Tut is a larger-than-life, action-packed TV event that tells the astounding saga of one of history's most extraordinary rulers, Tutankhamun, his rise to power, and his struggle to lead Egypt to glory. The historical drama also stars Sibylla Deen, Alexander Siddig, Kylie Bunbury, Peter Gadiot, Iddo Goldberg and Nonso Anozie.
"I'm not in the mood."
Historic people and events can be exciting subjects to adapt and shape into a story that is worth telling cinematically. They may the perfect bait to secure an audience at a movie theater or to ensure that people sit down in front of their television sets for multiple nights of viewing. Most often everything works out well enough and resulting program can be worth the time, even if some dramatic license has been taken. In the case of 2015's presentation of Spike's 'Tut,' dramatic license has been taken to the point that little actual history remains.
For the young Tutankhamun (Kaizer Akhtar), he was supposed to have years to grow and learn to prepare to become Pharaoh of Egypt. But in 1332BC when the heir to the throne is but nine years old, his father Pharaoh Akhenaten (Silas Carson) is poisoned. When his father succumbs to the ravages of the poison, Tutankhamun is thrust into a precarious position of leading an entire country. As but a child, he is unaware that there are people who served his father and who in turn should serve him, actually plot his demise including the High Priest Amun (Alexander Siddig), his closest advisor the Grand Vizier Ay (Ben Kingsley) as well as the General of his armies Horemheb (Nonso Anozle).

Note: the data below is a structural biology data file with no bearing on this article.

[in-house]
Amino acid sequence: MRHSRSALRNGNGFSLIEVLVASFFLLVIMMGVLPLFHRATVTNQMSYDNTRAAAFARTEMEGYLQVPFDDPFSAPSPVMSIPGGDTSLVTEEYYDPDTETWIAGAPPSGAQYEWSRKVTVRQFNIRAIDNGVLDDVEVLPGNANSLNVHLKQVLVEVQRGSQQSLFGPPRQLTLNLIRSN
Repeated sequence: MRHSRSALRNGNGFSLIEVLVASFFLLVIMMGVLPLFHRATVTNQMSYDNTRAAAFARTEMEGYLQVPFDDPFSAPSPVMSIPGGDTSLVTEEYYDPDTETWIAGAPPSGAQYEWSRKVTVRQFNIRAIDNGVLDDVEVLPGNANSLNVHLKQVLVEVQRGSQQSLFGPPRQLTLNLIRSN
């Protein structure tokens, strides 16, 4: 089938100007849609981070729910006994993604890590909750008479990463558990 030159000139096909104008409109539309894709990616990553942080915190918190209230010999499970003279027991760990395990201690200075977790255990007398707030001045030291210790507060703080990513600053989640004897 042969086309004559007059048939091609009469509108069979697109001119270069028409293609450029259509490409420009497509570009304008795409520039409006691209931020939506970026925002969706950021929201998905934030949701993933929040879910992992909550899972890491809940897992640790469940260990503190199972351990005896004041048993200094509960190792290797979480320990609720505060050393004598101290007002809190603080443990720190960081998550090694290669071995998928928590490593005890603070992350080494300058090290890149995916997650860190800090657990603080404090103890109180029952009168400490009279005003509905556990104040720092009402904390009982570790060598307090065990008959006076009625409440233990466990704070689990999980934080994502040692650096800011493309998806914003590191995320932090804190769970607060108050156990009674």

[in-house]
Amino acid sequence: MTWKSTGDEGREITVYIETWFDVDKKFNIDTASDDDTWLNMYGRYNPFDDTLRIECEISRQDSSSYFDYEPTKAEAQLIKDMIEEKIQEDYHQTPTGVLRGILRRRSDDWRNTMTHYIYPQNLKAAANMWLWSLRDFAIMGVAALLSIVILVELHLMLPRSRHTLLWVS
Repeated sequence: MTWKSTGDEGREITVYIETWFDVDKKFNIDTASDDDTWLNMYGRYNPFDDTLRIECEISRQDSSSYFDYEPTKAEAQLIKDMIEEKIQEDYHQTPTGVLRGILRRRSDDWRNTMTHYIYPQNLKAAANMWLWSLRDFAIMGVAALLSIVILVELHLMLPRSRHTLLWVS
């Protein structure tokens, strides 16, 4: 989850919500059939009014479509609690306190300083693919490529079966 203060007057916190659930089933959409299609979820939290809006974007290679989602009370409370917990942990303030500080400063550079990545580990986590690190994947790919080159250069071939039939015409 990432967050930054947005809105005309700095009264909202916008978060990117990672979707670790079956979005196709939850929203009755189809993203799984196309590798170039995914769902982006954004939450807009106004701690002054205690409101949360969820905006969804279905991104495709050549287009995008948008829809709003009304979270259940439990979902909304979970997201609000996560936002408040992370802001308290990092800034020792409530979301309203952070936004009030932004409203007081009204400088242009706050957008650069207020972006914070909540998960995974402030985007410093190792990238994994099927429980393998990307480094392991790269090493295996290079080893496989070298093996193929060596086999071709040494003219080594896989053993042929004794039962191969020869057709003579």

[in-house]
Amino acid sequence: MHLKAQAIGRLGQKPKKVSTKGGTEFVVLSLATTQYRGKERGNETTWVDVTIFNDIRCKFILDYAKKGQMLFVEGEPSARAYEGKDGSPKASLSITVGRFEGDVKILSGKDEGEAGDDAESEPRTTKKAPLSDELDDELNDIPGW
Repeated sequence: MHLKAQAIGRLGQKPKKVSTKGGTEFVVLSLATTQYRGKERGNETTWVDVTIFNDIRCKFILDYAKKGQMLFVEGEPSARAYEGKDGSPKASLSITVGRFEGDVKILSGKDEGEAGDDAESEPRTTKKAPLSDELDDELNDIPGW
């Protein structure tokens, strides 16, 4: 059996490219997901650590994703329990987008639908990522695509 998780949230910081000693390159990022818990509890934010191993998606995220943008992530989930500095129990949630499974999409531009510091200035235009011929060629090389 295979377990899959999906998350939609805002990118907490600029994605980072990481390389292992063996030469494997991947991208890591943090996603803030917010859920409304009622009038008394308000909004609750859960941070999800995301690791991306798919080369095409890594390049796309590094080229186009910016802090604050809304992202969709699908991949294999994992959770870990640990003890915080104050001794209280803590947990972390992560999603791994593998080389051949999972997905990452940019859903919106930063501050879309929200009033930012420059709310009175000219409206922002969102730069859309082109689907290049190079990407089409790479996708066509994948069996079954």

Ten years later the small boy has grown into a curious but sheltered young man (Avan Jogia). By the wishes of his late father, Tutankhamun has married to his sister Ankhesenamun (Sibylla Deen). Without an heir, Tutankhamun and his sister/wife are feeling pressures and threats from every corner. While they are certain there are people who conspire against them and their bloodline, Tutankhamun and Ankhesenamun are also faced with the burden of leading a people they do not know or see beyond their palace walls. Ever curious, Tutankhamun ventures out beyond the walls at night to see Egypt for what it really is and begins to learn the stark truth that has been hidden from him.
As his drive to rule honestly and become a true Pharaoh pushes his advisors and those who conspire against him into tight corners, Tutankhamun is able to prove himself a worthy successor by fighting bravely on the fields of battle, staving off a plague, and as a politician when a massive invading Mitanni force is mere miles away from the gates of Thebes. In the process, he learns the malicious designs of those closest to him while also falling in love with the beautiful peasant woman Suhad (Kylie Bunbury). If Tutankhamun dreams to hold the throne and secure his bloodline, he will have to tame his ambitions as well as his heart in order achieve his destiny as Egypt's greatest King.